2.4. Quality Assurance Protocol

Quality assurance and quality control protocol include; procurement of analytical grade chemicals Nitric (HNO3 from Sigma Aldrich), Sulphuric (H2SO4) and Perchloric (HCIO4), recovery studies (spiking), and blanks determination. Glass wares and plastic bottles were taken through the standard analytical processes before use.

3. Results and Discussion

3.1. Variation in Soil Properties

Variation in general soil properties between the arable and permanent agro-ecosystems: There are variations in some of the soil properties determined in the soils of the two agro-ecosystems but only variation among organic carbon, organic matter, nitrogen and C/N ratio are significant at p = 0.05 (Table 1).

On the other hand, phosphorus%, silt% and clay% are higher (even though insignificant) under the arable agro-ecosystem than under the oil palm agro-ecosystem.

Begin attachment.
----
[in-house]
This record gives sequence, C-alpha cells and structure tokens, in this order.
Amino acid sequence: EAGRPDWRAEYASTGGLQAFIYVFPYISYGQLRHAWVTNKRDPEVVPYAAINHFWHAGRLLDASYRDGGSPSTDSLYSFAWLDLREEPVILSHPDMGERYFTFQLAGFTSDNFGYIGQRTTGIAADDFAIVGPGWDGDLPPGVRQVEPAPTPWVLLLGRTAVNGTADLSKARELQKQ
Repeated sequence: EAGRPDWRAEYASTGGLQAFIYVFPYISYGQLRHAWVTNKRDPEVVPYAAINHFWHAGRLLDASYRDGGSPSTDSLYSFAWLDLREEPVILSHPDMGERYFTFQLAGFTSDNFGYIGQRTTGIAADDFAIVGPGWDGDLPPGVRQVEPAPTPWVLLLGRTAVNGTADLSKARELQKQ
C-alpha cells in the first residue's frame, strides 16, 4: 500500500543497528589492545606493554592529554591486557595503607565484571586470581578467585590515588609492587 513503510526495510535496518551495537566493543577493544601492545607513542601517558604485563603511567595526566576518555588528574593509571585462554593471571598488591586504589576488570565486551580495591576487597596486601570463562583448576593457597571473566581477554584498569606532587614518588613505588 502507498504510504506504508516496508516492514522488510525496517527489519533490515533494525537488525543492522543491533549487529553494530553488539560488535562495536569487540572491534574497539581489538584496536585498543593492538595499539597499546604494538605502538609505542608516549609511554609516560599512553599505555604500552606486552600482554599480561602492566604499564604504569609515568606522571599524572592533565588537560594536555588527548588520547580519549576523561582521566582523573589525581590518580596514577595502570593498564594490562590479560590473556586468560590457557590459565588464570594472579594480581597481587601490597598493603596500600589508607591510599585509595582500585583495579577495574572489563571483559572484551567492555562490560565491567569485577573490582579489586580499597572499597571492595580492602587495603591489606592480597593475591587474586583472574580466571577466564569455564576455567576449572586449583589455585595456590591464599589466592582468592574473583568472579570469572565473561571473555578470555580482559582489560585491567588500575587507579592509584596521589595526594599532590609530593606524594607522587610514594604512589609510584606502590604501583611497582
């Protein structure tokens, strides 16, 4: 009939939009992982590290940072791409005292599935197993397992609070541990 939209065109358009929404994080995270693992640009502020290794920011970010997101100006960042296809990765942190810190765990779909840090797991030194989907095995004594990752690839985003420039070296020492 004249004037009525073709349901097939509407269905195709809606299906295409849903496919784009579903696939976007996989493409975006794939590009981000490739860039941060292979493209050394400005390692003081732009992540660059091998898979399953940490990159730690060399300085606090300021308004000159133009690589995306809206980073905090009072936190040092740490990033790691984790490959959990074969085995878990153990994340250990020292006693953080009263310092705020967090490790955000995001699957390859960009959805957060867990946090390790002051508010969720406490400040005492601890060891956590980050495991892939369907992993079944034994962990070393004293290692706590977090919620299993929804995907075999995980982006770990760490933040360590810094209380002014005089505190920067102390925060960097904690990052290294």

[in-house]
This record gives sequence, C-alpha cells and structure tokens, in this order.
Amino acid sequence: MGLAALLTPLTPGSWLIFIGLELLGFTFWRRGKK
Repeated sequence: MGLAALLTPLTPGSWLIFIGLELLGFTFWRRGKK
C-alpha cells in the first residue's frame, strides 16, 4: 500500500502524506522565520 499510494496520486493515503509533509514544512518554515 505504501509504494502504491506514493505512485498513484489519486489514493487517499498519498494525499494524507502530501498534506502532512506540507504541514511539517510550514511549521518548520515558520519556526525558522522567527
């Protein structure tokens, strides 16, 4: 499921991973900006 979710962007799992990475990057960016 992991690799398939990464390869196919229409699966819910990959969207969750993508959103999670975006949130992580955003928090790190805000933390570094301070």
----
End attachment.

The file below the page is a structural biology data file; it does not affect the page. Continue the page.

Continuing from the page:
The mean pH values of all the soil samples analysed indicated that all are slightly acidic (as reported by ref [6] for soils in Ogun State). Some of the nutrients required for plant growth may be available in the pH range of the studied soils, and significantly, heavy metals may also be available particularly those that can lead to plant contamination and toxicity if they exceed nutritional requirement of plants. Low pH can also affect the proper functioning of micro-organism such as nitrifying bacteria thereby reducing the amount of nitrogen in available form which is required for plant growth [13] . At low pH, free metal cations and protonated anions are mobile, since H+ ions can displace most other cations at negatively charged soil surfaces [14] . Variations in soil properties under similar agro-ecological zones may be as a result of parent materials [15] , landscape position, land use and cultural practices [16] . Little variation observed in some of the soil properties (organic carbon and nitrogen) of sampled soils from the two agro-ecosystems may be as a result of differences in the plant soil requirements and root type.

Table 1. Mean value of physicochemical properties of soil in the three farm settlements.

3.2. Variation in the Levels of Heavy Metals

a) Seasonal Variation in the Levels of the Heavy Metals in the Soils of the Three Farm Settlements